I’ll admit it: when I first heard about this case, I couldn’t believe it. I thought someone was messing with me, that it was a hoax of some kind.
Alas, it’s the true social media fail story of the CEO of Frito Lay who confused the Google search bar with Twitter.
Yup. That happened.
EDITED: The above was the original opening of this post when we first published it. Sadly, I was wrong.
It was indeed a hoax, or satire. And I missed it. I did my research when I wrote it of course, and came across this story in a number of online articles. But I failed to dig deep enough to the source, which turned out to be satire.
I take full responsibility for this error. It bugs me, because not only do we at ChurchMag take truth and ethics seriously, I personally detest spreading hoaxes and false stories. So I apologize sincerely for this and will follow up on this in a coming post. We’ve decided to let this post remain online, as a lesson to me personally, to us all at ChurchMag and to you as reader that just because it’s on the Internet, doesn’t mean it’s true…
Back to the original post:
Here they are, in all their glory, ranging form hilarious to seriously disturbing:
It starts out rather innocently, right? Keep your eye on the timeline though, because this is where it gets interesting.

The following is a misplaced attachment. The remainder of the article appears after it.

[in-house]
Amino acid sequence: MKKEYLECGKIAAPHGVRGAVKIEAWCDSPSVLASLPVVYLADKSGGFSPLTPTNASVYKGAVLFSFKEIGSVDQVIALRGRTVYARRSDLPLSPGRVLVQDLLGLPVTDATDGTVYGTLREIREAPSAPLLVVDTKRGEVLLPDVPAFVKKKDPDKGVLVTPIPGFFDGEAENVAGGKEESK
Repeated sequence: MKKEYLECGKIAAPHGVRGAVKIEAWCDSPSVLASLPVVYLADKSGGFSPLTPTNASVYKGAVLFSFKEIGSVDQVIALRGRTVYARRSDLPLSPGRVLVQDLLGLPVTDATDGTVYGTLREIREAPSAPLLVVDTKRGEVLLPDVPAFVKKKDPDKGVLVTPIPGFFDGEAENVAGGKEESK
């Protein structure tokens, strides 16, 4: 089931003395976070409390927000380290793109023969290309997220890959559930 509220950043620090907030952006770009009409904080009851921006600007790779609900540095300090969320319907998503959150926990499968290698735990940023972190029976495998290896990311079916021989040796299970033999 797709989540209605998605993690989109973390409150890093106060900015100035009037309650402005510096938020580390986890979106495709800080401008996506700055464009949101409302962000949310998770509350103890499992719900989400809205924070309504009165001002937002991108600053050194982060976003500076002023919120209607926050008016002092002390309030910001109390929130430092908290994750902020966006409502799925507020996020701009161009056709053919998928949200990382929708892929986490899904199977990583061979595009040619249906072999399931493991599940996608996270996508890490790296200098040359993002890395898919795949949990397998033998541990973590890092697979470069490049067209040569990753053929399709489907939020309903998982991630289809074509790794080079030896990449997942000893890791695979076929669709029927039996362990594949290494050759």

We’re moving onto more serious topics. The tweet about how little to pay a potato farmer is revealing, to say the least.
That last search makes me wonder if this guy even understands how Google works. I mean, seriously. What kind of results did he expect with a search term like that?
And now, for the grand finale:
This whole social media fail raises many questions. Why didn’t anyone from Frito Lay’s social media team discover these rogue tweets? What happened on the guys desktop or mobile when he typed this in and pressed ‘enter’. I mean, if it were Google you’d expect search results to show up, so what did he think when that didn’t happen? Is he not familiar with Google at all? How does the CEO even have access to the company’s Twitter account, especially since he clearly doesn’t have a clue?
What We Can Learn
1. Monitor your social media posts. Seriously. You can’t be active on social media and not monitor what’s being posted on your account for that long. Accounts can be hacked for instance, employees can make mistakes, you name it.
2. Limit who has access to social media accounts. Fails like this happen because people can post on these accounts, when they shouldn’t be able to. The fewer people have access, the easier it is to control your social media.
3. Make sure that everyone who does have access, knows what he or she is doing. I’m sure this guy is a great CEO, but he obviously doesn’t know the first thing about Twitter. Or Google for that matter. That makes him unsuitable to post on the company’s behalf. Train your people so they’re good at what they do. Not that that’s a guarantee, by the way. The CFO of Twitter accidentally tweeted something last year that was meant as a DM. Big fat oops, especially considering his employer!
And as a bonus tip: Contests to name you cat are never a good idea. Just saying.
EDITED: In case you missed my editorial comment at the beginning, this story sadly turned out to be fake, for which I sincerely apologize. I should have checked my facts better. And maybe even should have known better.
Next up: How jumping on a viral trend can backfire completely.
What’s your biggest takeaway from the Frito Lay social media fail?